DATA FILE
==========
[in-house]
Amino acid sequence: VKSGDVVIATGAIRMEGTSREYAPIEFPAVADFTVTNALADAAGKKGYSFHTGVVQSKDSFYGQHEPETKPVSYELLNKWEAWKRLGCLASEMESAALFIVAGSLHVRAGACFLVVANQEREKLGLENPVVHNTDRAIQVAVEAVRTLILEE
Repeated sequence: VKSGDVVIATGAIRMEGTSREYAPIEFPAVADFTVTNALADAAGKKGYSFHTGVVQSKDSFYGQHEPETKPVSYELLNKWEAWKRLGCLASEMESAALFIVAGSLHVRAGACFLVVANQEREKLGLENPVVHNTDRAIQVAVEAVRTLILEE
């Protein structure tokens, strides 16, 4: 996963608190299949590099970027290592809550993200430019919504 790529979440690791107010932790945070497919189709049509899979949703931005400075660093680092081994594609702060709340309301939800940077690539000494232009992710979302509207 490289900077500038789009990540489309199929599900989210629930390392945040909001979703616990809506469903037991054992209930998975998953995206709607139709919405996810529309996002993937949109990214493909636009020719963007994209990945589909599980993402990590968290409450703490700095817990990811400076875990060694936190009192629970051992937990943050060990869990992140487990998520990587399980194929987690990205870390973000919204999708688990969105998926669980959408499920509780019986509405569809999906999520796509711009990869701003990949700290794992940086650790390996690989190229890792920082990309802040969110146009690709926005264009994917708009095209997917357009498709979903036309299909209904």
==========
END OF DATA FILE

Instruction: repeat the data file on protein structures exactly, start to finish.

[in-house]
Amino acid sequence: VKSGDVVIATGAIRMEGTSREYAPIEFPAVADFTVTNALADAAGKKGYSFHTGVVQSKDSFYGQHEPETKPVSYELLNKWEAWKRLGCLASEMESAALFIVAGSLHVRAGACFLVVANQEREKLGLENPVVHNTDRAIQVAVEAVRTLILEE
Repeated sequence: VKSGDVVIATGAIRMEGTSREYAPIEFPAVADFTVTNALADAAGKKGYSFHTGVVQSKDSFYGQHEPETKPVSYELLNKWEAWKRLGCLASEMESAALFIVAGSLHVRAGACFLVVANQEREKLGLENPVVHNTDRAIQVAVEAVRTLILEE
């Protein structure tokens, strides 16, 4: 996963608190299949590099970027290592809550993200430019919504 790529979440690791107010932790945070497919189709049509899979949703931005400075660093680092081994594609702060709340309301939800940077690539000494232009992710979302509207 490289900077500038789009990540489309199929599900989210629930390392945040909001979703616990809506469903037991054992209930998975998953995206709607139709919405996810529309996002993937949109990214493909636009020719963007994209990945589909599980993402990590968290409450703490700095817990990811400076875990060694936190009192629970051992937990943050060990869990992140487990998520990587399980194929987690990205870390973000919204999708688990969105998926669980959408499920509780019986509405569809999906999520796509711009990869701003990949700290794992940086650790390996690989190229890792920082990309802040969110146009690709926005264009994917708009095209997917357009498709979903036309299909209904």